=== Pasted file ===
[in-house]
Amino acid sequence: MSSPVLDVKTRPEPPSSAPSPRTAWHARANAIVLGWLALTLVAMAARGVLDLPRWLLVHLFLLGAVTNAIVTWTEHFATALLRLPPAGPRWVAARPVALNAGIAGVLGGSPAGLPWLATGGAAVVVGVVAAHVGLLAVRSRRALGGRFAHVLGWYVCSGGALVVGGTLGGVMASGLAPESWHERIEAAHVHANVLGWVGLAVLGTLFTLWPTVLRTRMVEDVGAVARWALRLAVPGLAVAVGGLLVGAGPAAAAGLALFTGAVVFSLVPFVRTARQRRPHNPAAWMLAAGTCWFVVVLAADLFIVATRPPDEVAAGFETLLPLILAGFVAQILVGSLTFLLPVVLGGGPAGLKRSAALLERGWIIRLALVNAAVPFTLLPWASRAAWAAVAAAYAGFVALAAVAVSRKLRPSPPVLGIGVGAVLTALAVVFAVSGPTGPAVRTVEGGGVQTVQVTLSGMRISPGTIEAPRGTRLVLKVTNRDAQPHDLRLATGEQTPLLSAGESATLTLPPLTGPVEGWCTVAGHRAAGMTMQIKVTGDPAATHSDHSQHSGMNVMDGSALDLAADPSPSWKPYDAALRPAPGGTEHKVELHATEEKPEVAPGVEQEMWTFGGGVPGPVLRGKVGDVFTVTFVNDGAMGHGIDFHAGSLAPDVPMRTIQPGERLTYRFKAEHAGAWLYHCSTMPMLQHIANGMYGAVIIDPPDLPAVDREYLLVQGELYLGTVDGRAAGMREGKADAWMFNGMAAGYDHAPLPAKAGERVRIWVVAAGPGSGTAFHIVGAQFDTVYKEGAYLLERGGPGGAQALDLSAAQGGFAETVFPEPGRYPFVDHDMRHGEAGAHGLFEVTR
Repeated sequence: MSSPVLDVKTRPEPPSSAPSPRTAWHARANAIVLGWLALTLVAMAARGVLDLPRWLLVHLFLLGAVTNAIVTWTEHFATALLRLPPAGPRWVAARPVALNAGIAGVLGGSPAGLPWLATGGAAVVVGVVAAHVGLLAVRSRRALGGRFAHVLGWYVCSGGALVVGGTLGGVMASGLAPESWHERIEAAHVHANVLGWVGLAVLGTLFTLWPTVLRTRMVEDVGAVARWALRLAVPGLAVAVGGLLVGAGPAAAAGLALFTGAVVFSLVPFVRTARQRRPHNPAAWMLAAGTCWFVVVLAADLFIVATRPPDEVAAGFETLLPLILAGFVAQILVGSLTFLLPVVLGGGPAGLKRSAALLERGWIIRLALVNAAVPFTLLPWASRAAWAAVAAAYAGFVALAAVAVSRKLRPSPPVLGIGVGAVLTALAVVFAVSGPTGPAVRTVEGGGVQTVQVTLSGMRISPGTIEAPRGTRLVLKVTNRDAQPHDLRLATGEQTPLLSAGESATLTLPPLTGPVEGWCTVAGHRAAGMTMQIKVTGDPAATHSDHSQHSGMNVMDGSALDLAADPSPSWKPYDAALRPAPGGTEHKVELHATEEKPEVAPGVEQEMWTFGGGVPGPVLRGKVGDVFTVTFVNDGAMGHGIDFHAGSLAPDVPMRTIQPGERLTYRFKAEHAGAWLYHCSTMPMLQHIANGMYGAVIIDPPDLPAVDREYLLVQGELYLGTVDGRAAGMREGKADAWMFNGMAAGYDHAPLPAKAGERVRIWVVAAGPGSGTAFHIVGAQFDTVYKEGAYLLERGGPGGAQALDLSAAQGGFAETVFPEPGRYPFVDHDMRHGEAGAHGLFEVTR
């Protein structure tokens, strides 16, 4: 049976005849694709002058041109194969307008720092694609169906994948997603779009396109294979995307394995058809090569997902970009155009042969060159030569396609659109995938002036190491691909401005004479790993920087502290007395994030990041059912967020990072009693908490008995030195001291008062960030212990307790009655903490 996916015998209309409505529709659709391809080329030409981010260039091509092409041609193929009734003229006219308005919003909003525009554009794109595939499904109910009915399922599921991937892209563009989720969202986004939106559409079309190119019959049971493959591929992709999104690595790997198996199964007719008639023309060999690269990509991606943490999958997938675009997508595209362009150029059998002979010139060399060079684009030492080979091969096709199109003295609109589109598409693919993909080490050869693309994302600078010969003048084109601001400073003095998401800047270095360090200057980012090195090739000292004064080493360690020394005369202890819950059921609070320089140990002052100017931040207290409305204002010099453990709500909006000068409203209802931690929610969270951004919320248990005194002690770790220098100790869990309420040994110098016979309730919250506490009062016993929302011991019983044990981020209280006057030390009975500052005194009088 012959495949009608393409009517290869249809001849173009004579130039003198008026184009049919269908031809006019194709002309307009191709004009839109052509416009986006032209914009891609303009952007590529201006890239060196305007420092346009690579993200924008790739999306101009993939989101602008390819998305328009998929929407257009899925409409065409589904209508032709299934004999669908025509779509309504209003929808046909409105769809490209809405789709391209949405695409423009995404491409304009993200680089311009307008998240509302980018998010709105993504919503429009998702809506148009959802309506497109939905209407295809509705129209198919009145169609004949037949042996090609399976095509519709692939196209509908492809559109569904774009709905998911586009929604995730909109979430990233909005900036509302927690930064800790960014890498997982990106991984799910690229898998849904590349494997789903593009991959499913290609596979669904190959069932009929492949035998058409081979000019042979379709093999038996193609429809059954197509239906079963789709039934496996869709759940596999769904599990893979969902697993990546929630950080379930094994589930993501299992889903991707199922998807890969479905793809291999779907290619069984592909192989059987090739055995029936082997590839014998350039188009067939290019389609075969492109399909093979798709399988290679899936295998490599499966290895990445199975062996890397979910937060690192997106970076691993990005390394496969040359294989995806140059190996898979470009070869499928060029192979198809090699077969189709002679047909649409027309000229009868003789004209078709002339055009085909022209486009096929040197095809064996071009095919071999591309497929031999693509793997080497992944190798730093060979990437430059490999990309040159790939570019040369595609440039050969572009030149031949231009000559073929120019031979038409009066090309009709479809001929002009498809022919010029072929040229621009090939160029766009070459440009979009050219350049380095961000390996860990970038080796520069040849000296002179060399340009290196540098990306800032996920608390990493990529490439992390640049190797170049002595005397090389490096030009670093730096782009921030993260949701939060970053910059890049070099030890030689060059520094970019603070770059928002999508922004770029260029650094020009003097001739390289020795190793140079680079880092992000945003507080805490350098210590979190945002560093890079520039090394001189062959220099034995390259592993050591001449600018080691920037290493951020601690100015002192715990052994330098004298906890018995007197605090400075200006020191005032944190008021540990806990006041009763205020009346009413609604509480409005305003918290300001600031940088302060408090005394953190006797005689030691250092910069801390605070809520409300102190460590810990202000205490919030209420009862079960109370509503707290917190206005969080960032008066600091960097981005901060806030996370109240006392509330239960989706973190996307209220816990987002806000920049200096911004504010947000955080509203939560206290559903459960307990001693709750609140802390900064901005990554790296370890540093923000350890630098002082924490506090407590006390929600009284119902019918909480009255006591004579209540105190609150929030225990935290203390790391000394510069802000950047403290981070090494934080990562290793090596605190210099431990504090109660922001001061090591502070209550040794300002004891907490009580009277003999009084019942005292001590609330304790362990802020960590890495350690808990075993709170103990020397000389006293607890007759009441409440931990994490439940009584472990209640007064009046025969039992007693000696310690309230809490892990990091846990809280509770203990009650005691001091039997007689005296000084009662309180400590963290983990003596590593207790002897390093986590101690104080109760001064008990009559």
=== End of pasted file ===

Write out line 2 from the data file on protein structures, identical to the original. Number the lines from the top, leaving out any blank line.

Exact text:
Amino acid sequence: MSSPVLDVKTRPEPPSSAPSPRTAWHARANAIVLGWLALTLVAMAARGVLDLPRWLLVHLFLLGAVTNAIVTWTEHFATALLRLPPAGPRWVAARPVALNAGIAGVLGGSPAGLPWLATGGAAVVVGVVAAHVGLLAVRSRRALGGRFAHVLGWYVCSGGALVVGGTLGGVMASGLAPESWHERIEAAHVHANVLGWVGLAVLGTLFTLWPTVLRTRMVEDVGAVARWALRLAVPGLAVAVGGLLVGAGPAAAAGLALFTGAVVFSLVPFVRTARQRRPHNPAAWMLAAGTCWFVVVLAADLFIVATRPPDEVAAGFETLLPLILAGFVAQILVGSLTFLLPVVLGGGPAGLKRSAALLERGWIIRLALVNAAVPFTLLPWASRAAWAAVAAAYAGFVALAAVAVSRKLRPSPPVLGIGVGAVLTALAVVFAVSGPTGPAVRTVEGGGVQTVQVTLSGMRISPGTIEAPRGTRLVLKVTNRDAQPHDLRLATGEQTPLLSAGESATLTLPPLTGPVEGWCTVAGHRAAGMTMQIKVTGDPAATHSDHSQHSGMNVMDGSALDLAADPSPSWKPYDAALRPAPGGTEHKVELHATEEKPEVAPGVEQEMWTFGGGVPGPVLRGKVGDVFTVTFVNDGAMGHGIDFHAGSLAPDVPMRTIQPGERLTYRFKAEHAGAWLYHCSTMPMLQHIANGMYGAVIIDPPDLPAVDREYLLVQGELYLGTVDGRAAGMREGKADAWMFNGMAAGYDHAPLPAKAGERVRIWVVAAGPGSGTAFHIVGAQFDTVYKEGAYLLERGGPGGAQALDLSAAQGGFAETVFPEPGRYPFVDHDMRHGEAGAHGLFEVTR